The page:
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BANGUI, April 21, 2017: After fighting between armed Christian and Muslim groups displaced hundreds of thousands of people in the Central African Republic in 2013 and 2014, five Christian and Muslim youths returned to their homeland late last year and brought back with them something new to the country – capoeira, a Brazilian martial art combining dance, music and acrobatics.
“We, the youth, studied capoeira a lot in the camp since we didn’t have school or anything like that,” explained Vicky Nelson Wackoro, who sought refuge in the Democratic Republic of the Congo for three years. “And the capoeira for the people, it was the only means of entertainment.”
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Wackoro had only previously seen capoeira in movies.
“I didn’t really know what capoeira was,” he said. “It was my first time of practicing it in my life.”
Wackoro and a group of other Central African refugees received scholarships to study capoeira at an association in Kinshasa for three months. While there, Wackoro achieved Level 5 Orange Cord.
When Wackoro and four of his fellow capoeira students returned to their homeland in November, they formed an association to share the martial art and its message of tolerance with their fellow citizens.
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“It’s become a passion for us,” said Oussein Christian, who is the group’s president. “We really like that.”
They volunteer at the local Fondation Voix du Coeur orphanage, teaching the martial art to about 100 children every weekend. They practice in the courtyard in groups, with adults watching from the sidelines.
“Our country has just gone through a crisis. And the children are a little traumatized. And we are there to help and give them a little advice, and I think that helps to calm them down,” Christian said.
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Fourteen-year-old Frankie Mongbanzi, whose parents died several years ago, arrived at the orphanage in September 2016.
“When I came here to the orphanage, I found a big family,” he said. “I’m happy to play capoeira with my brothers. At the beginning it was difficult. But when the professors come to correct us (they) help us to improve.”
Christian said their group of capoeira enthusiasts tries to impart to the orphans the values of capoeira – tolerance, fair play, discipline and respect. They hope it can help the children foster a more peaceful future for the country.
“In the other arts like taekwondo and judo, they hit each other,” Christian explained at the orphanage, “but in the capoeira, we don’t hit each other. And in each ‘round,’ even if someone makes a hit, you have to say, ‘Oh, he touched by mistake.’ You hug each other and say, ‘Excuse me, excuse me.’”
There’s been a difference in the children since they started playing capoeira in November of last year.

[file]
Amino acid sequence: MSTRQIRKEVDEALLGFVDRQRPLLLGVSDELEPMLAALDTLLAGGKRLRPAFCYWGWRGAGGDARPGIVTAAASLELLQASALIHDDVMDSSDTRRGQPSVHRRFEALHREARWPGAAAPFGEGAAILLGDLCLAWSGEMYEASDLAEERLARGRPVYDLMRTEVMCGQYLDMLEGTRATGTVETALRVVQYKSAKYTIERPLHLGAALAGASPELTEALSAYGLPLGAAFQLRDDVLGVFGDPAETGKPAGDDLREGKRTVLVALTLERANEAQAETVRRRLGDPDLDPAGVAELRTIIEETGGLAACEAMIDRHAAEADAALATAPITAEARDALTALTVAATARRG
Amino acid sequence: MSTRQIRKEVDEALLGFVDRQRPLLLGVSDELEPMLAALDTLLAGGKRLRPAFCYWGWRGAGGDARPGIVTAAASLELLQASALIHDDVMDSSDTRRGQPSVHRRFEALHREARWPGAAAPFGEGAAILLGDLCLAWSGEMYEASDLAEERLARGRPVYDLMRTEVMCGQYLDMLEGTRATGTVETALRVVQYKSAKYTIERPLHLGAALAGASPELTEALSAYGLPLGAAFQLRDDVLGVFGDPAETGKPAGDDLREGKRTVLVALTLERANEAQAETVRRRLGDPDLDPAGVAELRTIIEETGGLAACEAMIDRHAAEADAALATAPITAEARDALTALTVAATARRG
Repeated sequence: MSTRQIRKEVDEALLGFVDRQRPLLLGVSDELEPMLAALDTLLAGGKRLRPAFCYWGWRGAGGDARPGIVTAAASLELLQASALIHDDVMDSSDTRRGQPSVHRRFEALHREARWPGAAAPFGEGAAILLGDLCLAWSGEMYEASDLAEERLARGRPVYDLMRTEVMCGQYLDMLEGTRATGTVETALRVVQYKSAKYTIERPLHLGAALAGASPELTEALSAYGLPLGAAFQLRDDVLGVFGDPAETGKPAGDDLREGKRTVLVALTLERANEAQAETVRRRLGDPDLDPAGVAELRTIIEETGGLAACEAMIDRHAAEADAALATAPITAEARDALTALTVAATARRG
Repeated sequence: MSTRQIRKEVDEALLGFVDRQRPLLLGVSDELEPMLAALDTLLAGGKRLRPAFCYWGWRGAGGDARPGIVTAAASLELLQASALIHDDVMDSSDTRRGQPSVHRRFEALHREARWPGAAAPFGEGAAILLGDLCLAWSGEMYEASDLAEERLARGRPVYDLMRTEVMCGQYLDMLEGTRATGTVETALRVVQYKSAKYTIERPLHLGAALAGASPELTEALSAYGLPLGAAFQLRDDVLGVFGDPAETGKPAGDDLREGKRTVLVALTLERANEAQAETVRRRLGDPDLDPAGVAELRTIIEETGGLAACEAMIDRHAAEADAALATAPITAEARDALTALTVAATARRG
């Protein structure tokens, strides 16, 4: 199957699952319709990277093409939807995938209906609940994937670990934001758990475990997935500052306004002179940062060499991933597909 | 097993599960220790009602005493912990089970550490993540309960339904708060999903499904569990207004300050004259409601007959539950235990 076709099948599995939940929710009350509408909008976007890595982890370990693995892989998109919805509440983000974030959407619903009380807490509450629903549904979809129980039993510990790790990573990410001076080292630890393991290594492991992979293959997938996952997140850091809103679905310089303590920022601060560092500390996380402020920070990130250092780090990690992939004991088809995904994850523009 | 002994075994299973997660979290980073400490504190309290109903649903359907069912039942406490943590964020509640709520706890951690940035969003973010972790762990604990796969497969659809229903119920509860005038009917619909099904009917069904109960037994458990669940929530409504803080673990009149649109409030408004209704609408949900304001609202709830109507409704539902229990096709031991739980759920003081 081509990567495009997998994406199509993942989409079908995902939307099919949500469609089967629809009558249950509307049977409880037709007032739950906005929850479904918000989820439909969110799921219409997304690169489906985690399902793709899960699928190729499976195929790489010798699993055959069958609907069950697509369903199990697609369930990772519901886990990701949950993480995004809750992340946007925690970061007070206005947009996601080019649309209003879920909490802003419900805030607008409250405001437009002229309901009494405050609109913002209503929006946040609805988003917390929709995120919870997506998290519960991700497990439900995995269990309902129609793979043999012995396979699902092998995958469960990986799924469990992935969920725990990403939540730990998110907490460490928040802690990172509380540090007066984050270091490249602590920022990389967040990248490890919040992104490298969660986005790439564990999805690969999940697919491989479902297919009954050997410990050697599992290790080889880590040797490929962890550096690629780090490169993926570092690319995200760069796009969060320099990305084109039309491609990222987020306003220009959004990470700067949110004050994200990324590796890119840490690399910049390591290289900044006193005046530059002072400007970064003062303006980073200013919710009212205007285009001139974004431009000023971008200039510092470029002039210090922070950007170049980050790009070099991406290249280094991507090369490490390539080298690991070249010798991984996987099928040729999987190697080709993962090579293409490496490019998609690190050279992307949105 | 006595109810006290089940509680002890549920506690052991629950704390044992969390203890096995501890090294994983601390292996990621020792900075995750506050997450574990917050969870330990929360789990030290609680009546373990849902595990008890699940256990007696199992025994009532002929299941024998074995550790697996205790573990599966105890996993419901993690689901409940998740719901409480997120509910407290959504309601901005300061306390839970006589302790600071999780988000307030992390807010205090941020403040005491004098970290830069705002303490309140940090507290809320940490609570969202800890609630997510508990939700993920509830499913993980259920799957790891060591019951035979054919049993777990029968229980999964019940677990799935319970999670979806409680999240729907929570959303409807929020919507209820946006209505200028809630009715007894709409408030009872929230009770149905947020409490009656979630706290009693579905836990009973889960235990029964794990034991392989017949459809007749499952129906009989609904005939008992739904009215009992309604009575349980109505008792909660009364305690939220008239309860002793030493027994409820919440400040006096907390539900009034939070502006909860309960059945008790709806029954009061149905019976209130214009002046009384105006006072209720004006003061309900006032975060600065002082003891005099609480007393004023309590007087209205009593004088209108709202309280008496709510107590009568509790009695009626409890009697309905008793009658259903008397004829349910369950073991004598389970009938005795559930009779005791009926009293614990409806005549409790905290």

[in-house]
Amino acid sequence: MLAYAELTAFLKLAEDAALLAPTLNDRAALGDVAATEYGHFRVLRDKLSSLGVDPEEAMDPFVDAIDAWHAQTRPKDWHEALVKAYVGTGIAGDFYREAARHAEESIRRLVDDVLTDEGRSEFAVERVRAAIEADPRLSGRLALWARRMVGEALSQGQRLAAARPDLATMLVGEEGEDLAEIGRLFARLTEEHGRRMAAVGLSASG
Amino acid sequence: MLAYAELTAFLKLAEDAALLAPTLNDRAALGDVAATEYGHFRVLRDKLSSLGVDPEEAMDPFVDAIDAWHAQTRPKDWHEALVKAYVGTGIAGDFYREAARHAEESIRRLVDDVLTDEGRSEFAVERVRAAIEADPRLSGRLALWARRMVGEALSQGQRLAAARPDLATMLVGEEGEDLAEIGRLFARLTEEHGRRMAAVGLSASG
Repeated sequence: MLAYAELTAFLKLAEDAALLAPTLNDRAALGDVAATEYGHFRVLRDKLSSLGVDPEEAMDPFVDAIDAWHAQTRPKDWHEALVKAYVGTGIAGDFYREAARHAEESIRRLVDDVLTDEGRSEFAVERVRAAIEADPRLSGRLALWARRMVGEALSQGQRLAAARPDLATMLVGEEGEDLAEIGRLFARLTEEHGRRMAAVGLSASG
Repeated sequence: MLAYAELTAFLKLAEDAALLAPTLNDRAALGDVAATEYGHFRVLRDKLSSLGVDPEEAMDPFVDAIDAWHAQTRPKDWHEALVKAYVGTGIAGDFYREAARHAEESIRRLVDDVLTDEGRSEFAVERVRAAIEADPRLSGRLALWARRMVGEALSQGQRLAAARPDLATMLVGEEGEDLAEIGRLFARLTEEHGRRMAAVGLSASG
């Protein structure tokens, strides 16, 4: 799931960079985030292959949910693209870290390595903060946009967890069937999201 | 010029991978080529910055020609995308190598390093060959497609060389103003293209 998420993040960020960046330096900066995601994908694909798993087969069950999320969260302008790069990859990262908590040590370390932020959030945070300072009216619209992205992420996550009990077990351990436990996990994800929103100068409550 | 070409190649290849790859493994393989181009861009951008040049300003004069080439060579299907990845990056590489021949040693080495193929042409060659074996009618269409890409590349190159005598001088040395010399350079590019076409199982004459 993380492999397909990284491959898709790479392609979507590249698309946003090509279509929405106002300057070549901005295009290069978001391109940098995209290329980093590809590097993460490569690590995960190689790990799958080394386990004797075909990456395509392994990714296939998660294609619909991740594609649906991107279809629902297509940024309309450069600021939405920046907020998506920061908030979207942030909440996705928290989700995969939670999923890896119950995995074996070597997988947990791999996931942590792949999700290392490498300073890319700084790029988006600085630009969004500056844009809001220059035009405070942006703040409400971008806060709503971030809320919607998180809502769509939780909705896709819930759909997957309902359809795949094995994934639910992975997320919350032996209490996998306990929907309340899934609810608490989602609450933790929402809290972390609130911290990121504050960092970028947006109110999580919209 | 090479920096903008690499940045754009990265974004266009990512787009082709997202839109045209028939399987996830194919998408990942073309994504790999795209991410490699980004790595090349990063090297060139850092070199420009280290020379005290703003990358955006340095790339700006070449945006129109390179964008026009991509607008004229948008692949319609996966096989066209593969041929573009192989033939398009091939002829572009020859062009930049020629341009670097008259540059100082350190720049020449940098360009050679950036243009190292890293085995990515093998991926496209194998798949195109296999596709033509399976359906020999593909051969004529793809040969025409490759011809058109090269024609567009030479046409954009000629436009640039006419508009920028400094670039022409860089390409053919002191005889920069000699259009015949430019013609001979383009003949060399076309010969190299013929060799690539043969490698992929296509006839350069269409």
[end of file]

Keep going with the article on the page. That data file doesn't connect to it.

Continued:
“The children are fighting all the time. They spar all the time. And they don’t forgive each other easily,” said Ange Ngasseneno, the director of Fondation Voix du Coeur orphanage. “But, I saw that with the capoeira, the children are learning to forgive each other. Today, they have learned to resolve their problem and ask for forgiveness.”
The capoeira association also meets weekly at the capital’s stadium and throughout the week in the surrounding neighborhoods. They want the organization to be an alternative for youth at risk of being recruited into armed groups.
“We in the ‘rounds’ just play. It’s not a question of religion. It’s not a question of nationality. It’s not a question of ethnicity,” Christian said. “We are all just ‘capoerists.’”
Reconciliation is an ongoing challenge for this country still struggling with divisions over religion and the impact of a bloody civil conflict.
India is known for its pickles, popularly called 'Achaar', even across the world. But who thought about the idea of pickles in the first place? Apparently, the idea of making pickles first came from the ancient civilisation of Mesopotamia, where archaeologists have found evidence of cucumbers being soaked in vinegar. This was done to preserve it, but the practice has spread all over the world today, that pickles mean so much more than just preserved vegetables.
In India, the idea of pickle has nothing to do with preservation, rather pickle is a side dish that adds flavour and taste to almost anything. In Punjab, parathas are served with pickle; in the south, pickle and curd rice is a household favourite, and in Andhra, it is a staple, eaten with everything. The flavour profile of pickles in each state is naturally different, suited to each cuisine's taste. Pickles are soaked in oil and salt for at least a month, mixed with spices and stored all year round. Mango season is often synonymous with pickle season as a majority of Indians love mango pickle. In the coastal cities, pickles are even made out of fish and prawns.
The Indian Achaar Image credit: Photo by Rahat Hossen on Unsplash
In other cultures, the pickling process has more to do with preservation. Cold countries, where temperatures drop to very low levels, pickle their vegetables in brine, vinegar, or salt. Sweden is famous for pickled herring, because fishing all year round is hard with all the snow and ice. The German Sauerkraut, originally composed of rice, cabbage, and wine, is now made using salt instead of wine. This gives it a sour flavour that is characteristic of the beloved German delicacy.